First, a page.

Industrial Designs

Canadian law affords another avenue to protect fashion designs. The Industrial Designs Act protects a functional product’s unique appearance. The applicant must register their design within 12 months of publication. Once registered under this Act, the creator can mass-produce the item while retaining protection against un-authorized replications.

An industrial design registration could be a powerful IP tool for fashion designers because it is not subject to the 50-item limit imposed by the Copyright Act. However, very few clothing and accessory designs have been registered under this Act and none have been the subject of reported litigation, and for these reasons it is difficult to discern whether registration under this Act provides adequate protection against fashion design infringement. Further, industrial design registrations only give the creator an exclusive right in Canada. The majority of Canadian designers sell their products internationally, in which an industrial design registration would not protect their work.

Canada recently acceded to the Hague System, an international treaty for industrial designs. A single Hague System application allows for protection in over 60 different countries. However, the World Intellectual Property Office notes that very few fashion designs are registered under the Hague System, and thus, the problem of uncertainty prevails.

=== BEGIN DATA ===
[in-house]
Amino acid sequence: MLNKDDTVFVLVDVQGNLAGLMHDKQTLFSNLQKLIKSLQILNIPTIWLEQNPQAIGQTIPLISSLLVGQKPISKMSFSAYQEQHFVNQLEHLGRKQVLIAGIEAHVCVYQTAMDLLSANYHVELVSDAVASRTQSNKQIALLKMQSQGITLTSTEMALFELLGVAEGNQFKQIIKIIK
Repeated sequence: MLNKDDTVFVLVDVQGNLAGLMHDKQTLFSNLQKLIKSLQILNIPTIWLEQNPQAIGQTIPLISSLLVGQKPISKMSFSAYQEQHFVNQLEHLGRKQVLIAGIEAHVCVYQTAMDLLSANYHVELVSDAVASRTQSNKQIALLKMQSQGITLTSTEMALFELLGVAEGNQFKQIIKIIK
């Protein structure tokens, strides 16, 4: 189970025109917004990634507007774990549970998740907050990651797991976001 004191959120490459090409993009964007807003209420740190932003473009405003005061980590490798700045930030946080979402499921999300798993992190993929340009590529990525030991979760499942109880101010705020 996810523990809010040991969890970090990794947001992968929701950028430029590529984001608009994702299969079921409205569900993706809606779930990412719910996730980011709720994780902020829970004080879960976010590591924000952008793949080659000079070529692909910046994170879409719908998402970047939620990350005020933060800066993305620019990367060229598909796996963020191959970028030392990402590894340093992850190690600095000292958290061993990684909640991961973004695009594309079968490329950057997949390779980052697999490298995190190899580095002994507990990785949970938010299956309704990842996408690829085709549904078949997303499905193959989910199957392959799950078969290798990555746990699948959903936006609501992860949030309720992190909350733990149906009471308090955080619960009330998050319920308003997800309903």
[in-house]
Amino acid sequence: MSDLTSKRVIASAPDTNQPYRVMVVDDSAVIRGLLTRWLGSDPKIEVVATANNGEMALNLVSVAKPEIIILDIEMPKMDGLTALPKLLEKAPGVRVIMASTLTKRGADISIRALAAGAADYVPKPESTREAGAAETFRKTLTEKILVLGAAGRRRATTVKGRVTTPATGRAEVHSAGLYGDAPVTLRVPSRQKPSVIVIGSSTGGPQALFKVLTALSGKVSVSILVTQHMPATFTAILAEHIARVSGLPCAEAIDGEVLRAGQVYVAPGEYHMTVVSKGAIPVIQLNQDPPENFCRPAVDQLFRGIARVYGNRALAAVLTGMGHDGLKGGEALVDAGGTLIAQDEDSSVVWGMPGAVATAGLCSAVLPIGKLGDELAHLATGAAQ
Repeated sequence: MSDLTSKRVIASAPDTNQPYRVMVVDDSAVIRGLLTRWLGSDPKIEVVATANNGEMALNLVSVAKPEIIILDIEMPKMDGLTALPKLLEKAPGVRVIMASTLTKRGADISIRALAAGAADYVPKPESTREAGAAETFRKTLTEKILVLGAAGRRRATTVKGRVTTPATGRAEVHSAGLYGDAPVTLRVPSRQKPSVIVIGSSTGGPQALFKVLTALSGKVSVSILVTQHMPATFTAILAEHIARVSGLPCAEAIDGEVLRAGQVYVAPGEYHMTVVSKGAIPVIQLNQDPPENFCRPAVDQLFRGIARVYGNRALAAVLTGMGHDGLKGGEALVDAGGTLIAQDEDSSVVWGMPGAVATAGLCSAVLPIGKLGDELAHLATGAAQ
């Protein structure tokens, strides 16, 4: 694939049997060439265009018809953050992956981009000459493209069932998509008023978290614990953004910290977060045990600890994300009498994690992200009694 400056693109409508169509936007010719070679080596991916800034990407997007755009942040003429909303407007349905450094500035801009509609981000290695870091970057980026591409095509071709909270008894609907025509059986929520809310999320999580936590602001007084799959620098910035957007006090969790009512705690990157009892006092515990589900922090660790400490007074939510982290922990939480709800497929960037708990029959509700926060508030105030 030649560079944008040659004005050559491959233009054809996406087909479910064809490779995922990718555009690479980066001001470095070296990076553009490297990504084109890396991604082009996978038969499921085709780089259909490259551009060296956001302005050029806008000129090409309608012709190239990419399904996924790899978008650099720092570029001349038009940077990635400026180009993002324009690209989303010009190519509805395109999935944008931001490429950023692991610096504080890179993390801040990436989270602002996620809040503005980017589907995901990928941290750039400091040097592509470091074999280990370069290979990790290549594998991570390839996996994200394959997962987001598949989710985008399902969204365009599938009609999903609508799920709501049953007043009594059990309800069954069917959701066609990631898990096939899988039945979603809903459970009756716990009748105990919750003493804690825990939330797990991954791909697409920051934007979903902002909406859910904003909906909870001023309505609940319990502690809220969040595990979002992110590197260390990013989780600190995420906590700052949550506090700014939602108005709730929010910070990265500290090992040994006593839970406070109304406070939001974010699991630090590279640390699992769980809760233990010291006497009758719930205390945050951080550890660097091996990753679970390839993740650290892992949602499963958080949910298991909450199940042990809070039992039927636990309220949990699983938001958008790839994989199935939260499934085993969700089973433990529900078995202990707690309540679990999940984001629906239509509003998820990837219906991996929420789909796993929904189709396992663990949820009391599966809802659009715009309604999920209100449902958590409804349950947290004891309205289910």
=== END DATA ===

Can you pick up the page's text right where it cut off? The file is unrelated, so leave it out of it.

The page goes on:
What are designers doing?

Faced with potential gaps in legal protection, and high costs and risks associated with legal enforcement, how are designers attempting to protect their work?

Tuesday Bassen offers a success story. The designer’s first attempt to have Zara’s allegedly infringing products discontinued through a cease and desist letter was dismissed by the company. However, the designer used her following on Instagram to post side-by-side comparisons of her work with Zara’s knock-offs. Other independent designers joined in accusing Zara of copying their designs leading to criticism of the brand from the public. Eventually, Zara removed the infringing items from shelves.

Other designers are using third-party retailers’ own takedown processes. Many designers sell their products on Amazon or eBay, both of which have processes by which infringement can be reported and the associated products taken down. However, the designer must have intellectual property rights to begin with, and as mentioned due to the gap in the law, many fashion designs fall outside of the scope of copyright and trademark protection.

Some experts have historically claiming that fast fashion companies merely increase the speed at which the average consumer can access the latest trends at an affordable price. However, these arguments were typically advanced before smartphone cameras became ubiquitous, when copyists would sneak into a fashion show and sketch designs from memory. Today, anyone can access digital images of the latest designs, seconds after they have walked down the runway, resulting in fast fashion retailers selling imitations prior to the originals even hitting the shop floor.

Due to sheer speed of production, and the uncertainty and risks associated with legal recourse, protecting designs from copycats will continue to be an uphill battle for most designers.